I love television. I love it as a source of entertainment and as an outlet for analysis. Besides books, there is nothing I love to analyze more than television shows.
Television gets a bad reputation as being “mindless entertainment,” but I believe that reputation is not totally fair. Like all forms of media, you have to choose to see the positive examples and focus on those instead of the negative ones. Besides, it’s not just television that can be trashy. There are plenty of distasteful, mindless, and just plain awful films and books as well.
For every terrible television show (Sixteen and Pregnant, Bad Girls Club, every dating show ever aired on VH1, etc.) there are great television shows (The Wire, Breaking Bad, Mad Men, etc.). And there are fewer things more enjoyable in the life of a media studies geek than following a great television show through to its conclusion.
Television as a medium is like literature in a lot of ways. Each episode is like a chapter of a book, and each season is like a book in a series. If done correctly, television shows allow for the possibility of deep analysis and thoughtful discussion because of the depth with which stories can be told in this medium. Unlike films, which last two hours (or sometimes more – especially if you’re Peter Jackson or James Cameron), television shows can last for years. This allows for a kind of storytelling which, when done correctly, has the ability to present deeper characters and richer plots with more emotional weight than even a novel can present.
The emotional connection between the audience of a television show and the show itself is often stronger than the connection between other forms of media and their audiences. Viewers let television characters into their homes for an hour (or half-hour) every week for around 22-23 weeks per year (depending on the number of episodes in a season). There’s a sense of familiarity that develops in watching the interactions of characters for season after season of a television show, and that familiarity lends itself to a more emotionally engaging media experience than a standalone book or film. Put in the hands of capable writers and actors, these characters grow and develop over the course of a television show’s run, and viewers are able to watch that growth and personally connect with it.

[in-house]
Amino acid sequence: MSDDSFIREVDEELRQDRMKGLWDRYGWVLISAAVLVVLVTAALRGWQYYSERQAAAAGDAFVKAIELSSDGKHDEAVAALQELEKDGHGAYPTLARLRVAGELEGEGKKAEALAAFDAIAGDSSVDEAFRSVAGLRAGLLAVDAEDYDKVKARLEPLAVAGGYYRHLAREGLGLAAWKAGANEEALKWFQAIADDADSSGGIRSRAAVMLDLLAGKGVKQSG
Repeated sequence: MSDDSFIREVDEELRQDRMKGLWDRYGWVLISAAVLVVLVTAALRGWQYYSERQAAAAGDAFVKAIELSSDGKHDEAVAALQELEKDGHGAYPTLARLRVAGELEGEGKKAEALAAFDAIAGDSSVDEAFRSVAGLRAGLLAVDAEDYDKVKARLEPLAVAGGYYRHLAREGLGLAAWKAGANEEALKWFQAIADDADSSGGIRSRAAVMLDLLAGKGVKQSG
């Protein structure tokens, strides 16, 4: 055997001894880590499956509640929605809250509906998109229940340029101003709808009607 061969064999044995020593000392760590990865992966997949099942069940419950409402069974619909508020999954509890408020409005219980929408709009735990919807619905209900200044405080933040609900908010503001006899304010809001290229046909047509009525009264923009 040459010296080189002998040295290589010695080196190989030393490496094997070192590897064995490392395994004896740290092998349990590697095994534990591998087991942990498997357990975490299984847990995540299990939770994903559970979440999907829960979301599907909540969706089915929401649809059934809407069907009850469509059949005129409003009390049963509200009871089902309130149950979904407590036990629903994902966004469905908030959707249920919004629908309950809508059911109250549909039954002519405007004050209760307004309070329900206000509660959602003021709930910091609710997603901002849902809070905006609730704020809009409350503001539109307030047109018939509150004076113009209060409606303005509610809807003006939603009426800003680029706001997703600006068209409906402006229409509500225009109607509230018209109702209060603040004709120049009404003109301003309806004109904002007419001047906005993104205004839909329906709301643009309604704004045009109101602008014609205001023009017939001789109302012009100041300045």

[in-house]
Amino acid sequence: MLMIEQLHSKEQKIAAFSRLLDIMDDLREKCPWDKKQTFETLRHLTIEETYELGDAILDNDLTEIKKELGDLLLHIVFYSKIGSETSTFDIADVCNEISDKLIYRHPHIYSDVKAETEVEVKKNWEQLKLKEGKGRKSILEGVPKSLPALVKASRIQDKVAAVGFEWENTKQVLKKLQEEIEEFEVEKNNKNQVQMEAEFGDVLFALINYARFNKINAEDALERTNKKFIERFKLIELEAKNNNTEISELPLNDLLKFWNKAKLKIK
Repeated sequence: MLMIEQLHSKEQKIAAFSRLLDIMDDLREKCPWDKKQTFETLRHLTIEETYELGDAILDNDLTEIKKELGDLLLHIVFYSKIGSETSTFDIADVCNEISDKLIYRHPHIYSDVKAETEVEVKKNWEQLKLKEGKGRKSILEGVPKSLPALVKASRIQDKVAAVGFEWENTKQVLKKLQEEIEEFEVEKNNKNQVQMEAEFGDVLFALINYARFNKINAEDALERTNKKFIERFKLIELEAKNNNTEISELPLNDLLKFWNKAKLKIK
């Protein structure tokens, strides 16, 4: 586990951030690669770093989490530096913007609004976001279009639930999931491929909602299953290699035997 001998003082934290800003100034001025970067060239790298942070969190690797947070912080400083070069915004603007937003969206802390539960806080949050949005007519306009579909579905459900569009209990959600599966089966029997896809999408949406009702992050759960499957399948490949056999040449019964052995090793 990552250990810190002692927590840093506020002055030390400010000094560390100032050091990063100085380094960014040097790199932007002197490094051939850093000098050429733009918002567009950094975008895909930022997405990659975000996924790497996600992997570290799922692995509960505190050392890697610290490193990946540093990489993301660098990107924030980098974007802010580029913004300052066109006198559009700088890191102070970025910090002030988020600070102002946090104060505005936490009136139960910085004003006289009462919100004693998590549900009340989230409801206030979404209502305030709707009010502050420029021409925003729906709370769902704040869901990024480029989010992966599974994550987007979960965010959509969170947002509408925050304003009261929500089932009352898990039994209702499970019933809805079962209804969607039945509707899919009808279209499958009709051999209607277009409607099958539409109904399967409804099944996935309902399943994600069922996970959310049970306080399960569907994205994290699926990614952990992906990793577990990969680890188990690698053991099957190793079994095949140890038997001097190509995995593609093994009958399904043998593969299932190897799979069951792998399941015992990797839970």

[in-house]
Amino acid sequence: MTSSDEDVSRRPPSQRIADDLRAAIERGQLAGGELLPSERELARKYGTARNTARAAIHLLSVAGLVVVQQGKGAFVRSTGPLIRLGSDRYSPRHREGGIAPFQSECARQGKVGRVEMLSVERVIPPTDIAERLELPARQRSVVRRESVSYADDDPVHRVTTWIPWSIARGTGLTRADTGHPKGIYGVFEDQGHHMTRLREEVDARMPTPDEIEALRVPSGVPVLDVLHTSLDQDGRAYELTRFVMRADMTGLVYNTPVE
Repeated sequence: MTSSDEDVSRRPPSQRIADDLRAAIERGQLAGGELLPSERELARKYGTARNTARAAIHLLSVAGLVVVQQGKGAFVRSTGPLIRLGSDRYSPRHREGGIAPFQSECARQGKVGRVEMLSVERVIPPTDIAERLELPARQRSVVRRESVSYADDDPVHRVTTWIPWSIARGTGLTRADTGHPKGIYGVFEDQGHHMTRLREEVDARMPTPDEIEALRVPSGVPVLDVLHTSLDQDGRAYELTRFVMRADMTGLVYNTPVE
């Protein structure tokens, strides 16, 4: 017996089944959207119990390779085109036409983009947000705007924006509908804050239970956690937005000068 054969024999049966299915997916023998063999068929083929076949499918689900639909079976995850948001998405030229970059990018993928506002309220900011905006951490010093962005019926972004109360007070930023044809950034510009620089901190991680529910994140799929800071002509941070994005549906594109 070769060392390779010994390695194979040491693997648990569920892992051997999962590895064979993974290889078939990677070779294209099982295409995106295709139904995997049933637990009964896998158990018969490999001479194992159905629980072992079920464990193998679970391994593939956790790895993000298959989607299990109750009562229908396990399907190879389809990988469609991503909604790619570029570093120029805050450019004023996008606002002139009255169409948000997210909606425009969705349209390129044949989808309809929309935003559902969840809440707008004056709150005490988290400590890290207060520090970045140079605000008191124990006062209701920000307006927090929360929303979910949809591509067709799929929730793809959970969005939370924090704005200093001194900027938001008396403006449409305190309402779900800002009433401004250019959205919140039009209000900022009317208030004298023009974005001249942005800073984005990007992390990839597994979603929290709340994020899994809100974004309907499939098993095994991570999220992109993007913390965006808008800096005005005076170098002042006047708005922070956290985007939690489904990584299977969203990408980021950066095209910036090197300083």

More than any other medium, television produces impassioned discussions at family gatherings, in offices, and by high school lockers. Good television (and sometimes even bad television) demands to be discussed, to be shared, to be analyzed. Good television makes us think, makes us laugh, makes us cry, and makes us feel.
And it often moves us to do those things together.
In this age of social media, there’s a unique sense of community that comes with watching a television show as it’s airing, knowing that millions of others around the country are doing the same thing. After (or even during) a particular episode of a television show, Twitter, Facebook, Tumblr, and numerous other social websites become gathering places for fans to share their reactions as they’re experiencing them. Those collective reactions are something you can’t really get with a book and can only get in small doses with a movie.
This time of year is the best time to be a fan of great television. There’s something about a strong season finale that can make a show stick with you forever. Season finales are where the most memorable shows create or build upon their legacies, where television becomes even more culturally relevant than it usually is. Season finales are where we are reminded of how affecting, engaging, and brilliant a medium television can be.
This is the time of year when couples who’ve danced around each other for years finally come together (Ross and Rachel on Friends), beloved characters die (Charlie on Lost), and unforeseen plot twists blow our minds (Sydney going missing for two lost years on Alias).
Season finales bring out the best of the best in terms of television. They are the episodes we talk about all summer, the episodes that draw new viewers to great shows, the episodes that make us reach for our tissues more times than we’d care to admit. Season finales are where Emmys are won, stars are made, and indelible television moments are created.
Here at Nerdy Girl Notes, I’ll be recapping five season finales over the next few weeks. For those keeping track at home, here’s the list:
Castle: Monday, May 7 at 10 p.m. on ABC
New Girl: Tuesday, May 8 at 9 p.m. on FOX
Parks and Recreation: Thursday, May 10 at 9:30 p.m. on NBC
Once Upon a Time: Sunday, May 13 at 8 p.m. on ABC
Glee: Tuesday, May 22 at 9 p.m. on FOX
Which season finales are you waiting with bated breath to watch? I’m always up for television recommendations, so let me know if there’s a show you think I should be watching!